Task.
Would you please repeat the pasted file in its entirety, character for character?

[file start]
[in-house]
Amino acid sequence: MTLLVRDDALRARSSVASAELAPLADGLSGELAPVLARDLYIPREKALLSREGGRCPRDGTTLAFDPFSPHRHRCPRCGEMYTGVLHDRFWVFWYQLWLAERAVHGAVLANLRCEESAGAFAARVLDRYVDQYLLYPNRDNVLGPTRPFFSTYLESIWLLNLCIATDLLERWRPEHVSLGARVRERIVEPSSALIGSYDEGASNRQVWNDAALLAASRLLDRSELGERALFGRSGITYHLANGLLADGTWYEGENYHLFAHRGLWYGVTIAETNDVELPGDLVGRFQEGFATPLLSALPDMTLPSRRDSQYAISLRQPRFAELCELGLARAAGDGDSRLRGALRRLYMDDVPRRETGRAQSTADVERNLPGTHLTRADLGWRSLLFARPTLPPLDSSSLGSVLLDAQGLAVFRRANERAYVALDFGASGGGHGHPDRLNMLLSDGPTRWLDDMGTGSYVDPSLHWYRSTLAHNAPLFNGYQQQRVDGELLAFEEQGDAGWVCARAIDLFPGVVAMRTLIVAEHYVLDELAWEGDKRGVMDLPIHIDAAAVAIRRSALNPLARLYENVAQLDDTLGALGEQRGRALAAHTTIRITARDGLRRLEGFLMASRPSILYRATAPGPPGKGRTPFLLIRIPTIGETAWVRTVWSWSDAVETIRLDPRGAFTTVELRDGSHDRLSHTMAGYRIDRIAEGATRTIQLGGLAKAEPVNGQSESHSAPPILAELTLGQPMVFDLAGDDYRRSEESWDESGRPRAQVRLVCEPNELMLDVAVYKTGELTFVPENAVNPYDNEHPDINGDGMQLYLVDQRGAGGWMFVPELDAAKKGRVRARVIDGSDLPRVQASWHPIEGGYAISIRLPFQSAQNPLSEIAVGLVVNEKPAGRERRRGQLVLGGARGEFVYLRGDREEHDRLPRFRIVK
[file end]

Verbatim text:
[in-house]
Amino acid sequence: MTLLVRDDALRARSSVASAELAPLADGLSGELAPVLARDLYIPREKALLSREGGRCPRDGTTLAFDPFSPHRHRCPRCGEMYTGVLHDRFWVFWYQLWLAERAVHGAVLANLRCEESAGAFAARVLDRYVDQYLLYPNRDNVLGPTRPFFSTYLESIWLLNLCIATDLLERWRPEHVSLGARVRERIVEPSSALIGSYDEGASNRQVWNDAALLAASRLLDRSELGERALFGRSGITYHLANGLLADGTWYEGENYHLFAHRGLWYGVTIAETNDVELPGDLVGRFQEGFATPLLSALPDMTLPSRRDSQYAISLRQPRFAELCELGLARAAGDGDSRLRGALRRLYMDDVPRRETGRAQSTADVERNLPGTHLTRADLGWRSLLFARPTLPPLDSSSLGSVLLDAQGLAVFRRANERAYVALDFGASGGGHGHPDRLNMLLSDGPTRWLDDMGTGSYVDPSLHWYRSTLAHNAPLFNGYQQQRVDGELLAFEEQGDAGWVCARAIDLFPGVVAMRTLIVAEHYVLDELAWEGDKRGVMDLPIHIDAAAVAIRRSALNPLARLYENVAQLDDTLGALGEQRGRALAAHTTIRITARDGLRRLEGFLMASRPSILYRATAPGPPGKGRTPFLLIRIPTIGETAWVRTVWSWSDAVETIRLDPRGAFTTVELRDGSHDRLSHTMAGYRIDRIAEGATRTIQLGGLAKAEPVNGQSESHSAPPILAELTLGQPMVFDLAGDDYRRSEESWDESGRPRAQVRLVCEPNELMLDVAVYKTGELTFVPENAVNPYDNEHPDINGDGMQLYLVDQRGAGGWMFVPELDAAKKGRVRARVIDGSDLPRVQASWHPIEGGYAISIRLPFQSAQNPLSEIAVGLVVNEKPAGRERRRGQLVLGGARGEFVYLRGDREEHDRLPRFRIVK